February 28, 2017 · OPINION
Richmond gets it right on broadband legislation
By Rick Gerhardt
Chairman, Fauquier County
Board of Supervisors
Del. Kathy Byron’s Broadband Deployment Act (HB 2108) was a farce, but under a new name, the Virginia Wireless Services Authority Act, it passed the Virginia Senate last week and will go to Gov. Terry McAuliffe for consideration.
The name change is indicative of how much has changed with this bill in the past month. Gone are the 12 pages of Freedom of Information Act changes; the entire bill is now a mere four paragraphs.
HB 2108 no longer limits municipal broadband efforts, like those here in Fauquier County. Instead, the bill now focuses on adding transparency requirements for municipal broadband entities.
This means that Fauquier’s board of supervisors can move forward with efforts to provide broadband access. It also means that taxpayers will have the upmost transparency about the efforts down to rates and fees charged by any municipal broadband entity — something everyone can support.
It took a name change and a rewrite, but Richmond got it right in this case; transparency is a good thing. As the county board continues to explore options and capital improvement project funding for broadband efforts, please, don’t hesitate to reach out with questions, thoughts or opinions.
Cedar Run District’s representative on the board, the writer also chairs Fauquier’s Broadband Advisory Committee.
Jim Griffin · March 6, 2017 at 7:00 pm
Geography I get, but how are demographics an obstacle in Fauquier County?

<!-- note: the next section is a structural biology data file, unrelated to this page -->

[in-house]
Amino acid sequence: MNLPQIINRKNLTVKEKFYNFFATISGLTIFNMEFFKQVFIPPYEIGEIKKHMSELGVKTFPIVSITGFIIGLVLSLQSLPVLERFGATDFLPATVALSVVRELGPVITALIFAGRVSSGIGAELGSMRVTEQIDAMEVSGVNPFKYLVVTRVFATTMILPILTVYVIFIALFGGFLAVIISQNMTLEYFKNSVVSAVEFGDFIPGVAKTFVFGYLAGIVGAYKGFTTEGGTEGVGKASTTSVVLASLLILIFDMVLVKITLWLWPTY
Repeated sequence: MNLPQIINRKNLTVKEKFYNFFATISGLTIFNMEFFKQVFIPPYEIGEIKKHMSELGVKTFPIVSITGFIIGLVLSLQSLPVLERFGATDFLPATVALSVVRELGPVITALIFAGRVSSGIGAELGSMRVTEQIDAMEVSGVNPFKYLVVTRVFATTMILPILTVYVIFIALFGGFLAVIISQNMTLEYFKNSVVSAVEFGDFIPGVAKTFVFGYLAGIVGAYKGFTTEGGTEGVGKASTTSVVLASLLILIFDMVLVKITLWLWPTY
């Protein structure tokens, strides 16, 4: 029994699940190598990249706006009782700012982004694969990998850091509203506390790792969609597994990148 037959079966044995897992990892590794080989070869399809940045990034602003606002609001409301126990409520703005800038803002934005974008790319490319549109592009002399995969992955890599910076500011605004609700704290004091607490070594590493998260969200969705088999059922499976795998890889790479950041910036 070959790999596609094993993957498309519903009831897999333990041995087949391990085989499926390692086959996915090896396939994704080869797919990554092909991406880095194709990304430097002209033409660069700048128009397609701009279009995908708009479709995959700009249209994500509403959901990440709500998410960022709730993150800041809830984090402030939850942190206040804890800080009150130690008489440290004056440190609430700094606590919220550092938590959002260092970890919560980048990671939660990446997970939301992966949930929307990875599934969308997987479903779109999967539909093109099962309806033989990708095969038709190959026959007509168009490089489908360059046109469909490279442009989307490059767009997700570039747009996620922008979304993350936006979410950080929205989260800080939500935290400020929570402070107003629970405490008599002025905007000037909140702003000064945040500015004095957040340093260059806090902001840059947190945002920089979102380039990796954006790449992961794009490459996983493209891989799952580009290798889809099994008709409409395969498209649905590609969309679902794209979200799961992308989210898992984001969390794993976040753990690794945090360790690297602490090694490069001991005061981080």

Aren't you assuming Fauquier takes a B2C approach as opposed to B2B?
How is broadband more socialistic than, say, the proposed airport? Or the library? WARF? And so on. Please explain.
Can you imagine that Verizon, subject to extensive regulation, simply follows the tariffs and rules imposed upon it? If so, why would you take their current regulated structure and assume it is a test of what the market might bear?
You raise a lot more questions than you answer. If the county hires a broadband leader, perhaps we can get more answers than questions.
nonewtaxes · February 28, 2017 at 8:50 pm
Dear R Ridgell,
I do not claim to have intimate knowledge of the situation nor does what I wrote imply that.
It is common knowledge to those who have followed this issue in the Fauquier Now that the two main obstructions to rural broadband in our county are demographics and geography. Additionally, if one does simple analysis on the pro forma financials submitted by Design Nine you might conclude that both the Net Present Value (NPV) and Internal Rate of Return (IRR) are both probably negative. My calculations are not complete because I don't know the discount rate used by the county. The negative results indicate that the broadband plan as proposed by Design Nine and embraced by the BOS will require additional cash inflows by the county. That is to say it will not be profitable.
While the expert sought out by the county, Design Nine, provided a plan, the experts that work in the county provided their take on the situation early this year in the Fauquier Times. Those opinions were different from those of Design Nine - the county's current plan. Basically they said that the quality of information presented by Design Nine and used as the basis for their plan was suspect and the broadband system designed based on that information was thus also suspect.
Currently, as best as I can tell, there is no solution that doesn't require the require the majority of the taxpaying population to subsidize the broadband expenses of the minority. That's not a solution that's socialism.